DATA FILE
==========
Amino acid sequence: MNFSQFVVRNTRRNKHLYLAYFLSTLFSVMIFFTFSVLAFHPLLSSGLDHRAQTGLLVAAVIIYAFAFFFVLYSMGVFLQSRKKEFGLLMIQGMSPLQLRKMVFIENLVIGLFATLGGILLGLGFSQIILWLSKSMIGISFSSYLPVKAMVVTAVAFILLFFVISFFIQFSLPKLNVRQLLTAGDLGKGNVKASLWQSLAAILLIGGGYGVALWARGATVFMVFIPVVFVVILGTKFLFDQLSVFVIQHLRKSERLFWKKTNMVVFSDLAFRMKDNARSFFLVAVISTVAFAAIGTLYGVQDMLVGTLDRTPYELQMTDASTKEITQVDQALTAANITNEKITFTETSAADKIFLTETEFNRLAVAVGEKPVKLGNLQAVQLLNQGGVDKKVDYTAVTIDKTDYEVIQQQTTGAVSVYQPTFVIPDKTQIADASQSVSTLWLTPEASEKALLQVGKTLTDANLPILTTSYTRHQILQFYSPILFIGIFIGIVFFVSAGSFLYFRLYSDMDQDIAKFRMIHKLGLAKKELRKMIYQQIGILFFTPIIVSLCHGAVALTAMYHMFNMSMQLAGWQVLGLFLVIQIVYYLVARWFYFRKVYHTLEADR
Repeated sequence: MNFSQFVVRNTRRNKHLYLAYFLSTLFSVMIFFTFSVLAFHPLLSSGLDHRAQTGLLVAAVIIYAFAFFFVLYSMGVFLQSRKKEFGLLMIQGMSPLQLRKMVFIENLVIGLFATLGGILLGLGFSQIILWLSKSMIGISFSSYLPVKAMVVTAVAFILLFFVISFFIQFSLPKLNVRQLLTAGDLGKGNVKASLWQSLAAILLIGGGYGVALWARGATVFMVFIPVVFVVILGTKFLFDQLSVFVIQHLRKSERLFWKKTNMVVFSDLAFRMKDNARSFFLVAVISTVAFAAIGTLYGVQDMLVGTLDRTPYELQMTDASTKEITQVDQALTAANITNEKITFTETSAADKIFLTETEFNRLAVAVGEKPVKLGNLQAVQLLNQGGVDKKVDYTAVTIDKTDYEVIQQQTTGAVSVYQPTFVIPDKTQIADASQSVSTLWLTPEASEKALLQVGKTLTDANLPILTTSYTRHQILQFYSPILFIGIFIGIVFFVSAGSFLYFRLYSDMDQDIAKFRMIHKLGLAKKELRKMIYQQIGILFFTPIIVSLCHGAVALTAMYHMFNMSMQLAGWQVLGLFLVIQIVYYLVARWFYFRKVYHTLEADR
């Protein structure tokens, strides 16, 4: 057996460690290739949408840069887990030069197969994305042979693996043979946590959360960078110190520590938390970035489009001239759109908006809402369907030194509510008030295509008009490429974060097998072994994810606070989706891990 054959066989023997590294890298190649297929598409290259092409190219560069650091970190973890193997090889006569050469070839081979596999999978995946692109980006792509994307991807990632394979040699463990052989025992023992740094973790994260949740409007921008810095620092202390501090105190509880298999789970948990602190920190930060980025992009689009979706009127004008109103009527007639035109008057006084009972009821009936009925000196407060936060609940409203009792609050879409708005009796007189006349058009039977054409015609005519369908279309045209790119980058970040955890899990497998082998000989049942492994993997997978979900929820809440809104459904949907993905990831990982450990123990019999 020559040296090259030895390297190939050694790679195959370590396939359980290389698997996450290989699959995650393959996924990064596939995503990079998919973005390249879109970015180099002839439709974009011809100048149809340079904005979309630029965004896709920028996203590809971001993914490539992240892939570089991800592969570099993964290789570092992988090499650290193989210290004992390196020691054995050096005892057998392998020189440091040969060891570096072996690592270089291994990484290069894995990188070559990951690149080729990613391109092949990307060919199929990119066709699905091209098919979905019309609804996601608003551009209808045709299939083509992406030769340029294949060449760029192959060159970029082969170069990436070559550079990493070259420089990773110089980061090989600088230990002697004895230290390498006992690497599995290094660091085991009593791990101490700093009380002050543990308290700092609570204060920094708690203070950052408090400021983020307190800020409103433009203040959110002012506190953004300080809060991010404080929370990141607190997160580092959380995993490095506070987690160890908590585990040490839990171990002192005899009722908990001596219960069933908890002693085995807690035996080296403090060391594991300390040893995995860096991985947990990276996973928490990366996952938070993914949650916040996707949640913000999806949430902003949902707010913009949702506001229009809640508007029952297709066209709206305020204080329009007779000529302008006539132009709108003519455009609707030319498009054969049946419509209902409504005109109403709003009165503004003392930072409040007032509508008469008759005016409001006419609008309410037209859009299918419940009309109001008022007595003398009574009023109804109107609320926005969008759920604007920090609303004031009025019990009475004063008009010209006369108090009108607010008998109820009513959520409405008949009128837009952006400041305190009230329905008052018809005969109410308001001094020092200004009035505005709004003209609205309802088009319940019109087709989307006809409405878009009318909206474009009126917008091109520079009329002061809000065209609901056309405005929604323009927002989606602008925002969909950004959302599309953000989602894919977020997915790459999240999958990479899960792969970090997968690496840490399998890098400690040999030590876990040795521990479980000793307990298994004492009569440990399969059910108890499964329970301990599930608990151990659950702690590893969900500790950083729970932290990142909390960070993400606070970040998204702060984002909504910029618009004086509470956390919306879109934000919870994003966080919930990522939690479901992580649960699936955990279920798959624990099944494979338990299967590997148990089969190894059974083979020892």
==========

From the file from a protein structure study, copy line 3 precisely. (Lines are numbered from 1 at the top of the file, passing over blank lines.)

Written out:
């Protein structure tokens, strides 16, 4: 057996460690290739949408840069887990030069197969994305042979693996043979946590959360960078110190520590938390970035489009001239759109908006809402369907030194509510008030295509008009490429974060097998072994994810606070989706891990 054959066989023997590294890298190649297929598409290259092409190219560069650091970190973890193997090889006569050469070839081979596999999978995946692109980006792509994307991807990632394979040699463990052989025992023992740094973790994260949740409007921008810095620092202390501090105190509880298999789970948990602190920190930060980025992009689009979706009127004008109103009527007639035109008057006084009972009821009936009925000196407060936060609940409203009792609050879409708005009796007189006349058009039977054409015609005519369908279309045209790119980058970040955890899990497998082998000989049942492994993997997978979900929820809440809104459904949907993905990831990982450990123990019999 020559040296090259030895390297190939050694790679195959370590396939359980290389698997996450290989699959995650393959996924990064596939995503990079998919973005390249879109970015180099002839439709974009011809100048149809340079904005979309630029965004896709920028996203590809971001993914490539992240892939570089991800592969570099993964290789570092992988090499650290193989210290004992390196020691054995050096005892057998392998020189440091040969060891570096072996690592270089291994990484290069894995990188070559990951690149080729990613391109092949990307060919199929990119066709699905091209098919979905019309609804996601608003551009209808045709299939083509992406030769340029294949060449760029192959060159970029082969170069990436070559550079990493070259420089990773110089980061090989600088230990002697004895230290390498006992690497599995290094660091085991009593791990101490700093009380002050543990308290700092609570204060920094708690203070950052408090400021983020307190800020409103433009203040959110002012506190953004300080809060991010404080929370990141607190997160580092959380995993490095506070987690160890908590585990040490839990171990002192005899009722908990001596219960069933908890002693085995807690035996080296403090060391594991300390040893995995860096991985947990990276996973928490990366996952938070993914949650916040996707949640913000999806949430902003949902707010913009949702506001229009809640508007029952297709066209709206305020204080329009007779000529302008006539132009709108003519455009609707030319498009054969049946419509209902409504005109109403709003009165503004003392930072409040007032509508008469008759005016409001006419609008309410037209859009299918419940009309109001008022007595003398009574009023109804109107609320926005969008759920604007920090609303004031009025019990009475004063008009010209006369108090009108607010008998109820009513959520409405008949009128837009952006400041305190009230329905008052018809005969109410308001001094020092200004009035505005709004003209609205309802088009319940019109087709989307006809409405878009009318909206474009009126917008091109520079009329002061809000065209609901056309405005929604323009927002989606602008925002969909950004959302599309953000989602894919977020997915790459999240999958990479899960792969970090997968690496840490399998890098400690040999030590876990040795521990479980000793307990298994004492009569440990399969059910108890499964329970301990599930608990151990659950702690590893969900500790950083729970932290990142909390960070993400606070970040998204702060984002909504910029618009004086509470956390919306879109934000919870994003966080919930990522939690479901992580649960699936955990279920798959624990099944494979338990299967590997148990089969190894059974083979020892």